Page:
POLITICS

Radar Aims High, Hits

03/28/2008 02:45 am ET | Updated May 25, 2011

2007-10-11-Radaraimshighhitsit.jpgWell, no one is ever going to accuse Radar of elevating the discourse: For this month's issue they go lowest common denominator via the tried-and-true custom of superimposing heads on other people's bodies who happen to be naked. In this case, they are inflicting the execrable Tom Ford/Keira Knightley/Scarlett Johanssen Vanity Fair cover on us yet again, this time with images of Hillary Clinton, Barack Obama and Rudy Giuliani. Ew. Though it has obviously achieved the desired effect — Radar's Tyler Gray has already been on MSNBC twice this morning to discuss it (and the politics-themed issue it graces). Folio's Dylan Stableford notes that it's a gimmick that works (he calls it a "Roshan tradition" thanks to the Tom Cruise/George Lois cover, though really the tradition seems to be photoshopping, given the Paris Hilton/George Bush, Prince Harry and Colin Farrell covers), but the question is, will it actually sell? It's not a very, er, appealing cover image — MSNBC's Mika Brzezinski looked at it, expressed revulsion and said "Get it off the screen" — and she tasked Gray to come back to her after it had hit newsstands to report on whether people actually bought it, because she had her doubts. There's no question that it's a mesmerizing image — you really can't look away, possibly because Rudy's head just looks so natural on Tom Ford's skin-crawlingly skeevy body — but it will be genuinely interesting to see how that translates into sales. So far, not surprisingly, it's translating into buzz. The devil's in the follow-up.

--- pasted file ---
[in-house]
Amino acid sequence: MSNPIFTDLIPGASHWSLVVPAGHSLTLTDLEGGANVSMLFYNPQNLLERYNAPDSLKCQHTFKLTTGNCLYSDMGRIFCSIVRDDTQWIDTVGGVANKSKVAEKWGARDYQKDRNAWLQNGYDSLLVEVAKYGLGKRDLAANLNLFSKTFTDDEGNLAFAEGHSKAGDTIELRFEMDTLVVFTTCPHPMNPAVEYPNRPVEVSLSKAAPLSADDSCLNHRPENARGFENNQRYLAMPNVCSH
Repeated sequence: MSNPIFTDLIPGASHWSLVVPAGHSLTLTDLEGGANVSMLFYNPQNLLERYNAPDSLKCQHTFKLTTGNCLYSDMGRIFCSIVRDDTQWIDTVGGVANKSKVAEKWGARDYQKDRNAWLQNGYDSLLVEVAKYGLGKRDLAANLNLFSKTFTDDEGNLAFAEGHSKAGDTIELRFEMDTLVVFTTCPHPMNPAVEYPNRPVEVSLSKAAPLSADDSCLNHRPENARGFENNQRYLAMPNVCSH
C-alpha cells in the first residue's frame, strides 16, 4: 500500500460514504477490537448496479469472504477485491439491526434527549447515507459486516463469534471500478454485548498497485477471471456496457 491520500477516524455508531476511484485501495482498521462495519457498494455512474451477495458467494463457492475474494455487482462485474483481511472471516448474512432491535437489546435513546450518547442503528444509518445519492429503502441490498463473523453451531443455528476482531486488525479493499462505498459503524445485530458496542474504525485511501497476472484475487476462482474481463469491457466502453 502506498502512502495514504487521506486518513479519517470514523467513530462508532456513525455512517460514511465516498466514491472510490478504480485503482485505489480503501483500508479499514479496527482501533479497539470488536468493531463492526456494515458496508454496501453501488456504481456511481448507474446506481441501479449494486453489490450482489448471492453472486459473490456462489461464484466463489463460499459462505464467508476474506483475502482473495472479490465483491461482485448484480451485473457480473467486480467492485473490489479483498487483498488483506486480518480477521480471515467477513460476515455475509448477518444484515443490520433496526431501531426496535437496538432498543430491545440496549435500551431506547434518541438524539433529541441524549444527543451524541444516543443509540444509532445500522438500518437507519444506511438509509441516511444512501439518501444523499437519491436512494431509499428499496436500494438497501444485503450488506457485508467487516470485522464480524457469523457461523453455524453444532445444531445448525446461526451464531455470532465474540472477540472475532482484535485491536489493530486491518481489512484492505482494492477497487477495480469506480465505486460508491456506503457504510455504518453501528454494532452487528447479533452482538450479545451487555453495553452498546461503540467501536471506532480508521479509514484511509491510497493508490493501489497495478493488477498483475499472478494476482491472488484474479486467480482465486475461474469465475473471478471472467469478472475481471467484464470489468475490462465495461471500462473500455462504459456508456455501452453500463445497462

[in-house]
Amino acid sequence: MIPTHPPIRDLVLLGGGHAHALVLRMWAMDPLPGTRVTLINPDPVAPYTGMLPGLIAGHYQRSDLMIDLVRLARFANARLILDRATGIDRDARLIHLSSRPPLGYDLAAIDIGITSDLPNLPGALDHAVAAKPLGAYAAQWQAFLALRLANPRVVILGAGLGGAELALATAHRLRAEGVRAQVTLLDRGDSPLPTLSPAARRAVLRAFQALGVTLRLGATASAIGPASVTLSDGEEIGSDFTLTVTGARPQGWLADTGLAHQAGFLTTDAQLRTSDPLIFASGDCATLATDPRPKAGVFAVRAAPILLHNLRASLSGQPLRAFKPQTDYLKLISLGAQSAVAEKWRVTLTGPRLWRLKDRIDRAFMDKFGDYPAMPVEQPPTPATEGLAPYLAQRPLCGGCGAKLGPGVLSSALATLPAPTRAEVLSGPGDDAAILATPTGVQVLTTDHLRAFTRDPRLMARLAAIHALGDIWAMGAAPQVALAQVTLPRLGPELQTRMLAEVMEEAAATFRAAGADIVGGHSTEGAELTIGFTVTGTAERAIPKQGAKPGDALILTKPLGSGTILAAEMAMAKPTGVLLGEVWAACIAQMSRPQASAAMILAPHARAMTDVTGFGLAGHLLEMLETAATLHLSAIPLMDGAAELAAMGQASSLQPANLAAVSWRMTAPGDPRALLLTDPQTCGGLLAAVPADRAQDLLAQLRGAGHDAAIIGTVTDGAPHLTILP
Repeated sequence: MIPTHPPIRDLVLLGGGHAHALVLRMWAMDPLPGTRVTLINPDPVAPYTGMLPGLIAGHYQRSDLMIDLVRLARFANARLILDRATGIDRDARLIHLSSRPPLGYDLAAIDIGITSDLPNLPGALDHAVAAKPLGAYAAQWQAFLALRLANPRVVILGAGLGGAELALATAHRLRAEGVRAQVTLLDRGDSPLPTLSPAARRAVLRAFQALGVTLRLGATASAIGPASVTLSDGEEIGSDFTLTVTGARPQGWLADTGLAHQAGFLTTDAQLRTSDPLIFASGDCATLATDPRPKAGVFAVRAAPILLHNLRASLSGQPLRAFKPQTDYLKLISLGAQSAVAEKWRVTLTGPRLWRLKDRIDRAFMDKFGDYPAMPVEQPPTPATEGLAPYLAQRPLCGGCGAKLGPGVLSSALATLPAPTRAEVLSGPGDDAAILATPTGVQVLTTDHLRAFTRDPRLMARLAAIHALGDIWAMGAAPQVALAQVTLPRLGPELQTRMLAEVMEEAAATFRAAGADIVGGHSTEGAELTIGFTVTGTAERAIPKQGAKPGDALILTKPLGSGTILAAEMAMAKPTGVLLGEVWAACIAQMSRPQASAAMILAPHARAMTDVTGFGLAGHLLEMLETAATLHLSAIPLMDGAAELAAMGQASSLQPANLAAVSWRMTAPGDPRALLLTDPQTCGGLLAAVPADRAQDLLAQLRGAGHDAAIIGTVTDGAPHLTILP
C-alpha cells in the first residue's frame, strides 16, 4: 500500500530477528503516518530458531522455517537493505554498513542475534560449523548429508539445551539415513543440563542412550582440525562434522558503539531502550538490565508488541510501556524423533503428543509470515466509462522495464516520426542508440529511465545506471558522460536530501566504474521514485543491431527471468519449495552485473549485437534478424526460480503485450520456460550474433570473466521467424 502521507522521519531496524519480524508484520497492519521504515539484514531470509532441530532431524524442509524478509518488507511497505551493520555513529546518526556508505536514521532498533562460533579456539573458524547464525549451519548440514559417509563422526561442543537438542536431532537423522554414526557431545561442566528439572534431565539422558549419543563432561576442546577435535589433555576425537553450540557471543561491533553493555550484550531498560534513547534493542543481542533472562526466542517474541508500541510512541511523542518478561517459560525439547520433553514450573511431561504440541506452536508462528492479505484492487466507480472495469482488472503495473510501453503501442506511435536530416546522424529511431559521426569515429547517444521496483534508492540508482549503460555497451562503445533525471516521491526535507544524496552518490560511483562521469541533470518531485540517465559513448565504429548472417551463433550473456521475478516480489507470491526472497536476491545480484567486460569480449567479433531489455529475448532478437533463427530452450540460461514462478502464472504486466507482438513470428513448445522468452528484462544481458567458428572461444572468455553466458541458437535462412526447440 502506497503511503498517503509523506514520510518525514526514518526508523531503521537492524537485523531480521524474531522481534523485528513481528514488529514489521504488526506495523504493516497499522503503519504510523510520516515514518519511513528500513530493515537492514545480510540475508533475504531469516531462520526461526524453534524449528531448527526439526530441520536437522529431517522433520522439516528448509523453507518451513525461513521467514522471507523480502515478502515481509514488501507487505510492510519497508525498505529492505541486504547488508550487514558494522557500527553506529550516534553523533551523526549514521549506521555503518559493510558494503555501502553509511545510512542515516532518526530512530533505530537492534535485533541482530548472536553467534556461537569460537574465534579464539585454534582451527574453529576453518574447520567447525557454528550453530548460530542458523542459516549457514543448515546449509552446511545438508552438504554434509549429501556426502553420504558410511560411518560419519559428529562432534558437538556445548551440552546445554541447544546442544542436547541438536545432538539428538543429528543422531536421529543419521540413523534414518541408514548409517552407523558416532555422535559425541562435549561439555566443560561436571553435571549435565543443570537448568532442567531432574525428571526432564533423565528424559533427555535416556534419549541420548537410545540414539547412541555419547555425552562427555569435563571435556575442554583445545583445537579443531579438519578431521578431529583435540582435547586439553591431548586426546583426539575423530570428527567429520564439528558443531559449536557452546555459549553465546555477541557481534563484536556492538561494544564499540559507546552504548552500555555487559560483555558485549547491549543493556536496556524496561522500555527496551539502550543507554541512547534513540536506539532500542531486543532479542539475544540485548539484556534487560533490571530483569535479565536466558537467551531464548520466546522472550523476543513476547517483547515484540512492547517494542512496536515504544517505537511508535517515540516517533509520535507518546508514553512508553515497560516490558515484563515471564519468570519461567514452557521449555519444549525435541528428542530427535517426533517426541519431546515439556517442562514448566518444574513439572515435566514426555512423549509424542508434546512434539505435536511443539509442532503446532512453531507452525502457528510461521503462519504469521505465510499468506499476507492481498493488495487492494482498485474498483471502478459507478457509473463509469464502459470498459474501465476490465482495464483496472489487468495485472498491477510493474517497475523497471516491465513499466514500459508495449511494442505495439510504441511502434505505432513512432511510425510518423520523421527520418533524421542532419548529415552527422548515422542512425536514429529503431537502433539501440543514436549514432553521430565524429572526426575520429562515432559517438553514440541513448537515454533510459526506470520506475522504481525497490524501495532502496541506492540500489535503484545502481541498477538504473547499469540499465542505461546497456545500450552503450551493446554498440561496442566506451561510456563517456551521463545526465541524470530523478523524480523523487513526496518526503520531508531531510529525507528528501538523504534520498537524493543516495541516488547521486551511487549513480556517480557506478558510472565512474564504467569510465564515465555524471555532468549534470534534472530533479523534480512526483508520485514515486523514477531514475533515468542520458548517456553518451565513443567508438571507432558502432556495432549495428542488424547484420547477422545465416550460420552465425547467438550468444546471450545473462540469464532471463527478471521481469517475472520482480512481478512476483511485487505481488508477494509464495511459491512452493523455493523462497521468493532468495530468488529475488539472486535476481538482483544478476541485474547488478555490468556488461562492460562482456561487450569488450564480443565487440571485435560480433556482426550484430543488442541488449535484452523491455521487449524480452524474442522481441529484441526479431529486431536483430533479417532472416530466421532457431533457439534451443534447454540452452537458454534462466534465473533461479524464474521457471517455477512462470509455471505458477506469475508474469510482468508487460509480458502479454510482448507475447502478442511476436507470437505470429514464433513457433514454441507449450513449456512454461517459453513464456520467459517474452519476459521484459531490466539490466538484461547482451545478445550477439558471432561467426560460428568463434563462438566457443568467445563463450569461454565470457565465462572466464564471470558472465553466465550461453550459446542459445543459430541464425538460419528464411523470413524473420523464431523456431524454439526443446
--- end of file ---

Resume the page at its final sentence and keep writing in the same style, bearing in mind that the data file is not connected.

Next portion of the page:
p.s. In case anyone's wondering, I don't particularly feel like Hillary's being objectified here — it is clearly a spoof, and hey, she looks pretty good. It's actually Obama who comes off worst, smooth and feminine and clearly not part of the conspiratorial whispering going on quite literally over his head. Sort of not something that emphasizes his raw strength as a candidate — a message that targets one of his weak spots. Whether or not that was intentional, that's an element Radar captured surprisingly effectively.

Related, because I can never erase that searing image:
Tom Ford's skeevy, lecherous Vanity Fair [Tomatoes Are Delicious]

Also related in superimposed heads on magazine covers of naked-ish people:
ETP Photoshops Radar, For Kicks [ETP]

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